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Hereditary Chiefs urge investors to deny debt to record $7.1 bill bond funding Coastal GasLink pipeline

The largest Canadian dollar corporate bond in history, record $7.1 billion Canadian dollars, will be issued this month to fund Coastal GasLink (CGL). This bond will finance the massive debt incurred by the 670 km gas pipeline, owned by KKR, Alberta Investment Management and TC Energy.

In response, the Hereditary Chiefs of the Wet’suwet’en have sent a letter to investors asking them to publicly announce a commitment to deny new debt ahead of TC Energy’s bond issuance this June, and fully divest from CGL.

The banks underwriting the deal include Royal Bank of Canada, Bank of America, Canadian Imperial Bank of Commerce and Bank of Montreal.

Coastal GasLink has been built without the consent of hereditary leaders in many of the territories it crosses. It is only through heavy militarized and often violent support from the federal Canadian police that this pipeline has been built. It has been subject to several reports by the UN Special Rapporteur on the Rights of Indigenous Peoples, José Francisco Calí Tzay. The pipeline has suffered numerous regulatory infractions, and faced significant cost overruns and delays.

Investors have the responsibility to ensure returns are not generated through violating human rights, polluting the air and water of communities, or contributing to increasing climate-heating emissions. In addition to the obvious reputational and climate risks of continuing to fund expansion of this controversial project, they should consider the financial risk of investing in a project with a history of delays, ballooning budgets, operating without consent and and likely facing a future stranded asset risk.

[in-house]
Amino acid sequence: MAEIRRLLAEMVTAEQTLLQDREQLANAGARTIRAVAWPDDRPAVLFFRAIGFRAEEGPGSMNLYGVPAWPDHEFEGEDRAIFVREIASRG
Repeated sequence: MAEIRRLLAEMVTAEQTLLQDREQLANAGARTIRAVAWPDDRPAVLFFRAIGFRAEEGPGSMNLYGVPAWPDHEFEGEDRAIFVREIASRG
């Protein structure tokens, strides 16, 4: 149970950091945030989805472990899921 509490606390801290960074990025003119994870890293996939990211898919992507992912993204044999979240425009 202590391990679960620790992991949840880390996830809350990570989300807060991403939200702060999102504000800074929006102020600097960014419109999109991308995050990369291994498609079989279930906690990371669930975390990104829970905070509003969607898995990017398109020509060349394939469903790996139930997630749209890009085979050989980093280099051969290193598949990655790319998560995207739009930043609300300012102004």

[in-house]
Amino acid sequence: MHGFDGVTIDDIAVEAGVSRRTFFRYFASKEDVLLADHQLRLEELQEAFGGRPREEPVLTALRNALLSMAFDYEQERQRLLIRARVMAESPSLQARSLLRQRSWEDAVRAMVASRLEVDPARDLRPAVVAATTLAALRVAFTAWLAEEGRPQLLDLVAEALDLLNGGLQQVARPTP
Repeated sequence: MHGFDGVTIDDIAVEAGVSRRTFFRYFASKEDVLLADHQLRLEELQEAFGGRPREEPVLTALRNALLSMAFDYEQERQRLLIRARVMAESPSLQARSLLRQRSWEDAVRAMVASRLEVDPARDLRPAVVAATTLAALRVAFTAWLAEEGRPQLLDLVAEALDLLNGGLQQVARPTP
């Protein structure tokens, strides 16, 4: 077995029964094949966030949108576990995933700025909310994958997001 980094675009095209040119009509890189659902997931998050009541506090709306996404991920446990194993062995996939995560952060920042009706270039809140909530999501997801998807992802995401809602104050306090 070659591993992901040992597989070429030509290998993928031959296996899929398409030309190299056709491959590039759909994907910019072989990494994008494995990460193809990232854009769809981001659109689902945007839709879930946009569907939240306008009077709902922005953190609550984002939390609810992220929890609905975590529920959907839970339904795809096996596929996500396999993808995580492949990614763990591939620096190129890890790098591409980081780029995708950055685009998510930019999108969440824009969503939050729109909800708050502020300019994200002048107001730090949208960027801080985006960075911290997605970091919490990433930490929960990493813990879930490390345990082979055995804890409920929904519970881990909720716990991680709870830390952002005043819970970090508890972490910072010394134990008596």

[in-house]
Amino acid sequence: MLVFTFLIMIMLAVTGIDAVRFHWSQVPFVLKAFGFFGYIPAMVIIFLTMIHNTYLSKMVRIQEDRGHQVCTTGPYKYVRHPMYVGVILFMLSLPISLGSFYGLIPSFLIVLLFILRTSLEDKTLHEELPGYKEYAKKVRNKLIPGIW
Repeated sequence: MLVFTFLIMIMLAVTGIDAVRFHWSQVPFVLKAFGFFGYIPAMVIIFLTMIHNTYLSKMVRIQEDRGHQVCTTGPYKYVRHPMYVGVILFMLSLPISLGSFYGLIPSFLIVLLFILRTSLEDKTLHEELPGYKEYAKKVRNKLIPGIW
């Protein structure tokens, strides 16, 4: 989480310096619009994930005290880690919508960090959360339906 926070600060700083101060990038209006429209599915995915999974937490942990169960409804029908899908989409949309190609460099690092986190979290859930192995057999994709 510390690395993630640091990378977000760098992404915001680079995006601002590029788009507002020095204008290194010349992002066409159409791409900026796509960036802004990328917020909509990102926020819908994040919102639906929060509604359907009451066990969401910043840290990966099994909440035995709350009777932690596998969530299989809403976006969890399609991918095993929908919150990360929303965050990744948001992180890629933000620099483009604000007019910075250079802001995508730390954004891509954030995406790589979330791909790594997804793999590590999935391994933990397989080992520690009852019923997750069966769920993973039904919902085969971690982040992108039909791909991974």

This call is supported by over 65 organisations, including the Toxic Bonds Network,, Indigenous Environmental Network, Banktrack and Greenpeace Canada.

Coastal GasLink Phase Two: no permits

CGL is pursuing Phase 2 of the pipeline project alongside LNG Canada, with plans to build additional compressor stations to increase capacity of the pipeline.

This includes the Titanium Peak Compressor Station in the Regional District of Bulkley-Nechako, one of two stations in unceded Wet’suwet’en territory, approximately 85 km southwest of Houston, BC. This station would be near the Unist’ot’en healing centre bordering Gidimt’en territory and on Liksamysu territory. Wet’suwet’en members are deeply concerned about the proximity to important cultural sites and the prospect of noise pollution and chemical pollution that risk disrupting these important spaces. The proposed footprint of one compressor station is approximately 20 hectares of crown land, which is equivalent to 17 soccer fields. The Wet’suwet’en are also concerned about the additional years of construction traffic, and risks to vulnerable Indigenous women and children living near the proposed sites.

CGL does not have the permits for these compressor stations. Wet’suwet’en Hereditary Chiefs oppose these compressor stations and will pursue avenues to challenge these permits and construction.

Hereditary leaders do not consent